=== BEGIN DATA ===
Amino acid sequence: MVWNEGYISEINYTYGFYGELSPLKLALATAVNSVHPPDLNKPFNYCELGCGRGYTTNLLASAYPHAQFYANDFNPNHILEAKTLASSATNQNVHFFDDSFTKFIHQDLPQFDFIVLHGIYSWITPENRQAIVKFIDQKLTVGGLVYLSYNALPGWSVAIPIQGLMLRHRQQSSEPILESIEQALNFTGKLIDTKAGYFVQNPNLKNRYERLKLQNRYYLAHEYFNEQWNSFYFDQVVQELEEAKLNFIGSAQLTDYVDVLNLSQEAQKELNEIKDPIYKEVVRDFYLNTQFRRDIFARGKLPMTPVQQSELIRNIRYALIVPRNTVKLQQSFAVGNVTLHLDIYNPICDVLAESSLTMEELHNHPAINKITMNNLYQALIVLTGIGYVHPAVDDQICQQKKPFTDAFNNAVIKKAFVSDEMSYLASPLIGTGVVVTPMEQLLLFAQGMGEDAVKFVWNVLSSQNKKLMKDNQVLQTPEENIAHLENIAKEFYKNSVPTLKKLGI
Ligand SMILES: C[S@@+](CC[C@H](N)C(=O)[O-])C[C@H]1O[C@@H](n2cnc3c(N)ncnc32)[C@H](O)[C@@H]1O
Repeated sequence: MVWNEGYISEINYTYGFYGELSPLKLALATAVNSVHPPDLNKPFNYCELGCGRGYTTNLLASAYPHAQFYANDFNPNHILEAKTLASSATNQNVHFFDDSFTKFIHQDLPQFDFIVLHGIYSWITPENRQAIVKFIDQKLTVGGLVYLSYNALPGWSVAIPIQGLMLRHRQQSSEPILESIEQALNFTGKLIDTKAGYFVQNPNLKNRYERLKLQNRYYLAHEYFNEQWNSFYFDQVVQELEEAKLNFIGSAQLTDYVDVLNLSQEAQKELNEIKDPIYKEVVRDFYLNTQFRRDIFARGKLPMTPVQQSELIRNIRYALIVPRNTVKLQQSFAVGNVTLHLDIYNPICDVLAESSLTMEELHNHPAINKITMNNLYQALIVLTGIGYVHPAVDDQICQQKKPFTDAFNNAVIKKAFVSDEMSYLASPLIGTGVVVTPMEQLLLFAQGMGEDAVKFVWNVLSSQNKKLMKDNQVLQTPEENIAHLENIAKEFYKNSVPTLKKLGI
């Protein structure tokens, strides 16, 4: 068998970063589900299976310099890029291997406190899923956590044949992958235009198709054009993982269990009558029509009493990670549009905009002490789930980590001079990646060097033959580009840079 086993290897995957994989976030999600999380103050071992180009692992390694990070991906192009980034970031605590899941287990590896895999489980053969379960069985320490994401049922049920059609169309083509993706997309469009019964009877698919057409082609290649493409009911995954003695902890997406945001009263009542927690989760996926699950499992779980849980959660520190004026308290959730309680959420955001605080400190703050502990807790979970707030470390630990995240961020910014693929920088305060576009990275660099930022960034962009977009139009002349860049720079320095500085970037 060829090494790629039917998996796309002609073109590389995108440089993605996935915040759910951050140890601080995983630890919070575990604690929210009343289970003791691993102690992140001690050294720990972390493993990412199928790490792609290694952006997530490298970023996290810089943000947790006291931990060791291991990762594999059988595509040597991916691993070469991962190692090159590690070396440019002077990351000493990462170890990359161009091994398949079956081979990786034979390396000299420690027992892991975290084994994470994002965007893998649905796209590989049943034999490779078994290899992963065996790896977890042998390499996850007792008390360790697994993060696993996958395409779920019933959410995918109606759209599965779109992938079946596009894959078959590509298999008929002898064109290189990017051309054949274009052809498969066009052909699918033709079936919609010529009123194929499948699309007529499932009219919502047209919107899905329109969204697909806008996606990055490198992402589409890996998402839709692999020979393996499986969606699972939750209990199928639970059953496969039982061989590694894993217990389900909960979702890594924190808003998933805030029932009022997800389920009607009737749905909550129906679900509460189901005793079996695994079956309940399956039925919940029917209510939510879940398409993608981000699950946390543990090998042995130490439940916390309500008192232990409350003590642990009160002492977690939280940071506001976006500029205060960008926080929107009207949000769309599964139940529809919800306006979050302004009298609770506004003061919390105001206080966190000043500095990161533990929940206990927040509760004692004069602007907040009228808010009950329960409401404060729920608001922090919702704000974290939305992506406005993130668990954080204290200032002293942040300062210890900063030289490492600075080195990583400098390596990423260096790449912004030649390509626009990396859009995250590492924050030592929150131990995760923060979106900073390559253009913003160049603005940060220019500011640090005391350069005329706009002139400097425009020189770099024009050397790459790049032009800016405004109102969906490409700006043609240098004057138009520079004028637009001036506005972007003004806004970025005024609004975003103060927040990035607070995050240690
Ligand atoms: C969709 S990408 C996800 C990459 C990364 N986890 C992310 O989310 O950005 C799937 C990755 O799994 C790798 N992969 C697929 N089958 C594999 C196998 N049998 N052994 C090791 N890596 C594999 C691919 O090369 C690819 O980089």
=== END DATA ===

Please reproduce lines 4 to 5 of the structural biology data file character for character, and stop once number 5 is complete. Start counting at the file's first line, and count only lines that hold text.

């Protein structure tokens, strides 16, 4: 068998970063589900299976310099890029291997406190899923956590044949992958235009198709054009993982269990009558029509009493990670549009905009002490789930980590001079990646060097033959580009840079 086993290897995957994989976030999600999380103050071992180009692992390694990070991906192009980034970031605590899941287990590896895999489980053969379960069985320490994401049922049920059609169309083509993706997309469009019964009877698919057409082609290649493409009911995954003695902890997406945001009263009542927690989760996926699950499992779980849980959660520190004026308290959730309680959420955001605080400190703050502990807790979970707030470390630990995240961020910014693929920088305060576009990275660099930022960034962009977009139009002349860049720079320095500085970037 060829090494790629039917998996796309002609073109590389995108440089993605996935915040759910951050140890601080995983630890919070575990604690929210009343289970003791691993102690992140001690050294720990972390493993990412199928790490792609290694952006997530490298970023996290810089943000947790006291931990060791291991990762594999059988595509040597991916691993070469991962190692090159590690070396440019002077990351000493990462170890990359161009091994398949079956081979990786034979390396000299420690027992892991975290084994994470994002965007893998649905796209590989049943034999490779078994290899992963065996790896977890042998390499996850007792008390360790697994993060696993996958395409779920019933959410995918109606759209599965779109992938079946596009894959078959590509298999008929002898064109290189990017051309054949274009052809498969066009052909699918033709079936919609010529009123194929499948699309007529499932009219919502047209919107899905329109969204697909806008996606990055490198992402589409890996998402839709692999020979393996499986969606699972939750209990199928639970059953496969039982061989590694894993217990389900909960979702890594924190808003998933805030029932009022997800389920009607009737749905909550129906679900509460189901005793079996695994079956309940399956039925919940029917209510939510879940398409993608981000699950946390543990090998042995130490439940916390309500008192232990409350003590642990009160002492977690939280940071506001976006500029205060960008926080929107009207949000769309599964139940529809919800306006979050302004009298609770506004003061919390105001206080966190000043500095990161533990929940206990927040509760004692004069602007907040009228808010009950329960409401404060729920608001922090919702704000974290939305992506406005993130668990954080204290200032002293942040300062210890900063030289490492600075080195990583400098390596990423260096790449912004030649390509626009990396859009995250590492924050030592929150131990995760923060979106900073390559253009913003160049603005940060220019500011640090005391350069005329706009002139400097425009020189770099024009050397790459790049032009800016405004109102969906490409700006043609240098004057138009520079004028637009001036506005972007003004806004970025005024609004975003103060927040990035607070995050240690
Ligand atoms: C969709 S990408 C996800 C990459 C990364 N986890 C992310 O989310 O950005 C799937 C990755 O799994 C790798 N992969 C697929 N089958 C594999 C196998 N049998 N052994 C090791 N890596 C594999 C691919 O090369 C690819 O980089």